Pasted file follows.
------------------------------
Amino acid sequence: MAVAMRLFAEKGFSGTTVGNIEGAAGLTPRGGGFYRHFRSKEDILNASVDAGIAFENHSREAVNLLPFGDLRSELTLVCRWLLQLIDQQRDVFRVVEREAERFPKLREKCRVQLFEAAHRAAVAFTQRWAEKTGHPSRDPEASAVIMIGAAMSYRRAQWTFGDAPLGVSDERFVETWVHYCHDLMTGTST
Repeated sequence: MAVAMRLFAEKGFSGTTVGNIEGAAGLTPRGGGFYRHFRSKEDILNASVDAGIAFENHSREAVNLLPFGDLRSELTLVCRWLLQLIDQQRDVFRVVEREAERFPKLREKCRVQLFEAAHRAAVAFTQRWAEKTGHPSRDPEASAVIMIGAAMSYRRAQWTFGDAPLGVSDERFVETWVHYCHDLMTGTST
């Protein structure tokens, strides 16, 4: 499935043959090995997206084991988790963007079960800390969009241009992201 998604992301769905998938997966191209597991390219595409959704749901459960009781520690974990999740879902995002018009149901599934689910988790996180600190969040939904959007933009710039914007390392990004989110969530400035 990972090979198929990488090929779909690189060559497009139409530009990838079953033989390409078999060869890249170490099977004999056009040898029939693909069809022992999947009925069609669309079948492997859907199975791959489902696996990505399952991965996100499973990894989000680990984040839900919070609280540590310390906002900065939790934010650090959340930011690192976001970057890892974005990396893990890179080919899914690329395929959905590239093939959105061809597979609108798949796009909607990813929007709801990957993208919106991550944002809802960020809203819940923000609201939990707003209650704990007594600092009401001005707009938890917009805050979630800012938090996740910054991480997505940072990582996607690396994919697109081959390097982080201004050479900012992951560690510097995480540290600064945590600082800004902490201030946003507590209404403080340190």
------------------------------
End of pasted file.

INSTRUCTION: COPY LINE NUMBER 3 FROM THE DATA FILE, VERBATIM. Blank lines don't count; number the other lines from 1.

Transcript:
């Protein structure tokens, strides 16, 4: 499935043959090995997206084991988790963007079960800390969009241009992201 998604992301769905998938997966191209597991390219595409959704749901459960009781520690974990999740879902995002018009149901599934689910988790996180600190969040939904959007933009710039914007390392990004989110969530400035 990972090979198929990488090929779909690189060559497009139409530009990838079953033989390409078999060869890249170490099977004999056009040898029939693909069809022992999947009925069609669309079948492997859907199975791959489902696996990505399952991965996100499973990894989000680990984040839900919070609280540590310390906002900065939790934010650090959340930011690192976001970057890892974005990396893990890179080919899914690329395929959905590239093939959105061809597979609108798949796009909607990813929007709801990957993208919106991550944002809802960020809203819940923000609201939990707003209650704990007594600092009401001005707009938890917009805050979630800012938090996740910054991480997505940072990582996607690396994919697109081959390097982080201004050479900012992951560690510097995480540290600064945590600082800004902490201030946003507590209404403080340190």